Police say college student wrote racial slurs on his own dorm-room door

October 27, 1998|By Donna R. Engle | Donna R. Engle,SUN STAFF

A Western Maryland College student who claimed to be a victim of racial slurs -- scrawled on the doors of two dormitory rooms -- wrote them himself, Westminster police said yesterday.

No charges will be filed against Kenneth M. Carter III, 18, a freshman from Baltimore, said Lt. Dean Brewer of the Westminster city police. Carter will face the college's disciplinary process, Brewer said.

Carter left campus with his parents yesterday afternoon, according to friends. He could not be reached for comment.

College officials were unavailable for comment yesterday.

Racial slurs were written on Carter's door Thursday, Friday and yesterday, incidents that prompted college officials to send voice-mail warnings to all students that racism would not be tolerated.

A second black student was the target of a slur on his door yesterday.

Marcus Helton, 18, a freshman from Covington, Va., was visibly upset as he described returning from morning classes to find a racial threat scrawled in felt-tipped pen on his door. Helton, who lives in the same dorm as Carter, shares a room with two white students.

"I don't know, I'm all confused. I'm not scared, but the fact that someone threatened my life, that doesn't make any sense," Helton said.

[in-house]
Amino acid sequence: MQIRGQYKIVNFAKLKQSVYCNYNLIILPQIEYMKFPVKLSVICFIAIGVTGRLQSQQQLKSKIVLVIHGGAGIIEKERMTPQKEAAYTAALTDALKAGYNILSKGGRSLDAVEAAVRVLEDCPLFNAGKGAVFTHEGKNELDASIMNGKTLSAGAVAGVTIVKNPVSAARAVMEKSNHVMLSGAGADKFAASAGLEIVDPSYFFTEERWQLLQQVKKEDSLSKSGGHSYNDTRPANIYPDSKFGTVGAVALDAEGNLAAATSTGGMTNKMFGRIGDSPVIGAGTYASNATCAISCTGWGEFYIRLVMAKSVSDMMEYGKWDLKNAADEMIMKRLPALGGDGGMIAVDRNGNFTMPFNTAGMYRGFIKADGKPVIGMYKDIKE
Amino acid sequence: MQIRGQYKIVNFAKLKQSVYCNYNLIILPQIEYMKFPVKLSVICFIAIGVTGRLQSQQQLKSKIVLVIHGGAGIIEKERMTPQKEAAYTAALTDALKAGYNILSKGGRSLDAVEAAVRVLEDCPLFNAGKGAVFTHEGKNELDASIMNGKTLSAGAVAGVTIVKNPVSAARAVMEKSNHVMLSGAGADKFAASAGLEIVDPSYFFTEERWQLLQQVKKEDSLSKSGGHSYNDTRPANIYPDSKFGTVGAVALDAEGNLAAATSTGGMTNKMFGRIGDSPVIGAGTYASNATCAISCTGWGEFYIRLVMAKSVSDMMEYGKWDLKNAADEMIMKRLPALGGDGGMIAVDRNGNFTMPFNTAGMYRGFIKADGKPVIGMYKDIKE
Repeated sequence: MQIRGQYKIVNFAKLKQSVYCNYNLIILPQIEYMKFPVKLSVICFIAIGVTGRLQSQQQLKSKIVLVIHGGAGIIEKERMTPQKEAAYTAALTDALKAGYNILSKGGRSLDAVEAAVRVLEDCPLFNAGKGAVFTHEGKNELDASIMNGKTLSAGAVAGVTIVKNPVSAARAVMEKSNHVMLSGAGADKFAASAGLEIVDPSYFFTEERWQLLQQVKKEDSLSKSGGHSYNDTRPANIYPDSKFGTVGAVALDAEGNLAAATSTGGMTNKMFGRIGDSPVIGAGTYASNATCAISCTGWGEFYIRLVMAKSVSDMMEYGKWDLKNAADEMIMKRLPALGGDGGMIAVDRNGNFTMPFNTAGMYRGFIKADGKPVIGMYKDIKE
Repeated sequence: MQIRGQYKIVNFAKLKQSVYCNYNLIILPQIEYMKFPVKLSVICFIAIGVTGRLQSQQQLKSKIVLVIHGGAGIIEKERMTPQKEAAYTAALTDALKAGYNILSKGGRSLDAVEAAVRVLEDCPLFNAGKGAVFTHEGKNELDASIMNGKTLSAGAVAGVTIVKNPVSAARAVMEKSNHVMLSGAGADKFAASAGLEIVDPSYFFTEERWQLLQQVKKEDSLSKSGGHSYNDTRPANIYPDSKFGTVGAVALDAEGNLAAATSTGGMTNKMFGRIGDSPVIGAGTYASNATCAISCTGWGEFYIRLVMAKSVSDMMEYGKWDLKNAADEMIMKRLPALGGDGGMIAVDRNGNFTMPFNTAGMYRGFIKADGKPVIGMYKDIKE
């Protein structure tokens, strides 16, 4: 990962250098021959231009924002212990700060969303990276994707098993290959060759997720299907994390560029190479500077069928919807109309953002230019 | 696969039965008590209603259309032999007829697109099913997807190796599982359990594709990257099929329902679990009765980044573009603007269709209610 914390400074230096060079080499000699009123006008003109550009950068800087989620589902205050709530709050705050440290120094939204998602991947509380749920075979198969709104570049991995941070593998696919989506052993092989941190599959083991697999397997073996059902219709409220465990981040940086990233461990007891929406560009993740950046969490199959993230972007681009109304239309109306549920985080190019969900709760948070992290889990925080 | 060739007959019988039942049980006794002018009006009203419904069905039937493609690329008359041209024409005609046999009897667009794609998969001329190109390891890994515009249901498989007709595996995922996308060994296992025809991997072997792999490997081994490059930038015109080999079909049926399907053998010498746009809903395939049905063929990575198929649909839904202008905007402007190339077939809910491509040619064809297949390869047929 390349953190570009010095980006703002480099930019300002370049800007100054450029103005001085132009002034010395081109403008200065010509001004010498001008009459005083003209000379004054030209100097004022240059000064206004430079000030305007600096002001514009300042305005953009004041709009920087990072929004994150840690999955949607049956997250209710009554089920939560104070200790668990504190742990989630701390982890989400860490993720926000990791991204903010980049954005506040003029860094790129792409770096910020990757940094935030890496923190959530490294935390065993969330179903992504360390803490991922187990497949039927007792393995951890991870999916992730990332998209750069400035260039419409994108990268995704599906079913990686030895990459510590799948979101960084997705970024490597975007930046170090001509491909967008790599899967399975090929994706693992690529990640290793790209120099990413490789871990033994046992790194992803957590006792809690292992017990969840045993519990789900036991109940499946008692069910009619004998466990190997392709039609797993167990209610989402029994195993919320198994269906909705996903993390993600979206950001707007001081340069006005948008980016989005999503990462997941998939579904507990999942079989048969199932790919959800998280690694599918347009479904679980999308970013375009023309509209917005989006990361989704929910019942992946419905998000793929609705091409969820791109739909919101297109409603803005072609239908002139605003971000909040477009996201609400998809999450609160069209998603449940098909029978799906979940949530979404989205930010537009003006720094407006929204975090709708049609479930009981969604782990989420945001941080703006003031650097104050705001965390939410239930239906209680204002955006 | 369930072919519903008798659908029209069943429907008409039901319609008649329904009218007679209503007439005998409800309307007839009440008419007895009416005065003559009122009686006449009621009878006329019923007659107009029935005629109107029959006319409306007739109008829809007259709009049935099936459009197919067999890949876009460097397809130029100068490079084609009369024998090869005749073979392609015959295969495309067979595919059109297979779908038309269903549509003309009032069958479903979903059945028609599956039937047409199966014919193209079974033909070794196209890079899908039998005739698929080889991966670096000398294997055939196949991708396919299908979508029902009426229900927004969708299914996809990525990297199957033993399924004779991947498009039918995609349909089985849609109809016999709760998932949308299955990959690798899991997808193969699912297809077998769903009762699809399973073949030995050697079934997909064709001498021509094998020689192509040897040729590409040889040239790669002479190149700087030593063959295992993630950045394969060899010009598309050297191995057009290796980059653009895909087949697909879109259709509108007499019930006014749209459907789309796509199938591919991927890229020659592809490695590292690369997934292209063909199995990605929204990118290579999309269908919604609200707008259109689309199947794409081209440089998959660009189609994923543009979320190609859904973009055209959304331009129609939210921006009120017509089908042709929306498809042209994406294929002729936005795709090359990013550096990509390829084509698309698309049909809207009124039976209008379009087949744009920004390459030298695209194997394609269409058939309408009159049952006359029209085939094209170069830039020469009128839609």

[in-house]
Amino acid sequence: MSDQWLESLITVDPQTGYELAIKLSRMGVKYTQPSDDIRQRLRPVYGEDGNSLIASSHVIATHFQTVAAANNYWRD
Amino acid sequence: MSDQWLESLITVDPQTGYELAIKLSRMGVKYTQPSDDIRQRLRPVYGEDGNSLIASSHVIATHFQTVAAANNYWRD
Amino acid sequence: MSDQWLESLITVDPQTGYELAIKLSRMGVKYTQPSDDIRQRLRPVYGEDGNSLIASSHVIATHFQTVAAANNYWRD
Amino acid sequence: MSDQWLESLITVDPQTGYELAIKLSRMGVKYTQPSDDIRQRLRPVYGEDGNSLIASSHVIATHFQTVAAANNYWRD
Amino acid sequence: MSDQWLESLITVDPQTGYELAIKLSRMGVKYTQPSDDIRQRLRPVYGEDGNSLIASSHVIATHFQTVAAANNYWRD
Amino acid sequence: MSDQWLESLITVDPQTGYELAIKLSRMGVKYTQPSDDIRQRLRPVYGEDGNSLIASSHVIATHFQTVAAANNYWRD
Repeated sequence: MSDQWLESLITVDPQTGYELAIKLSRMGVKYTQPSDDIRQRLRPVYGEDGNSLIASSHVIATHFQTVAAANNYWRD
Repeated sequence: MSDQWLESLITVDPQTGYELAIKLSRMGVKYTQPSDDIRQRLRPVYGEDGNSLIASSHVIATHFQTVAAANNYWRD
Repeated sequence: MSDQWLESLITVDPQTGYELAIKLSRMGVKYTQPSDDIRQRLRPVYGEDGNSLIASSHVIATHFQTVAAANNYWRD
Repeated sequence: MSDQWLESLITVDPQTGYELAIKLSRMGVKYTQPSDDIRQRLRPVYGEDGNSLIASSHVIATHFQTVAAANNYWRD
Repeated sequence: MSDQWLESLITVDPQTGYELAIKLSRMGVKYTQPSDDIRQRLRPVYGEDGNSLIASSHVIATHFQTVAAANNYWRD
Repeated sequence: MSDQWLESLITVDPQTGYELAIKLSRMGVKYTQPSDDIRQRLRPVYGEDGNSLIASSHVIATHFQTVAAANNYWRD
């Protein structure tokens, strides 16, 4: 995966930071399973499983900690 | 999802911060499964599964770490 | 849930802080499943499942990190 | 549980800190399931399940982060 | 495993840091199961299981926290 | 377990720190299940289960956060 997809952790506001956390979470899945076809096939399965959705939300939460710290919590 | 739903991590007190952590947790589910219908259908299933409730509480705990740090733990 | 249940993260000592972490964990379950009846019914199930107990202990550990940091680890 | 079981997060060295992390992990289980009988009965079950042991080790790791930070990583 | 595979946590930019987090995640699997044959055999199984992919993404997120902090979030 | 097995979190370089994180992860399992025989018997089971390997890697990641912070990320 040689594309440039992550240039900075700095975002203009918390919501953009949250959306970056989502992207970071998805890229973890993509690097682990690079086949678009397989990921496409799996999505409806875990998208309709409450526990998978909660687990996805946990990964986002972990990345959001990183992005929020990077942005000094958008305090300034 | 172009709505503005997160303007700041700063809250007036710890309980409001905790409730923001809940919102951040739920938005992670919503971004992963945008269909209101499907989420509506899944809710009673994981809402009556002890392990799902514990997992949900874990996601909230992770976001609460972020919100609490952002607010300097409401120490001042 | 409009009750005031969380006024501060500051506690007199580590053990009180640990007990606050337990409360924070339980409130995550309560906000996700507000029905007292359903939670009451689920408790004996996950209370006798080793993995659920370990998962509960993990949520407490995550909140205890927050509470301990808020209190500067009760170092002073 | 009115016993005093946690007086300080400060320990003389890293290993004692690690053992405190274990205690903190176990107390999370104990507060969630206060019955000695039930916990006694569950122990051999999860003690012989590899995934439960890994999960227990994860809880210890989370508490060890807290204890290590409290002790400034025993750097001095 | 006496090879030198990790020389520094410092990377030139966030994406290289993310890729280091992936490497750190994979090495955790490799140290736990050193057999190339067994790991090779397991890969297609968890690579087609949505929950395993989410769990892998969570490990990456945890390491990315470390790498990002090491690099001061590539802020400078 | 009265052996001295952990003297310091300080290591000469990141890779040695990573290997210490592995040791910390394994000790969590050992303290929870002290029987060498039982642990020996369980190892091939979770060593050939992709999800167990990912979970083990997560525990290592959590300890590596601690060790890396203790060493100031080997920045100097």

Helton, a wide receiver for the school's football team, said he hasn't been the target of any racist remarks from other players or the wider campus community. He said Coach Tim Keating made it clear that racism had no place on the team.

Kash Wright, 21, a senior from Lanham and president of the 50-member Black Student Union, said he hasn't encountered any racist incidents at the school, where about 9 percent of the 1,482 undergraduate students are minorities.

He said the college has maintained a commitment to diversity and multiculturalism.

But the overwhelmingly white population surrounding the college -- Carroll County's minority population is about 5 percent -- creates culture shock, Wright said.

"A lot of minority students are coming in from urban areas. You come here and it's very rural and your options [for associating with peers] are limited," Wright said. "You also have white students coming from very rural areas and it's a cultural shock to them when they find out that no, not all black students listen to rap music."

Pub Date: 10/27/98

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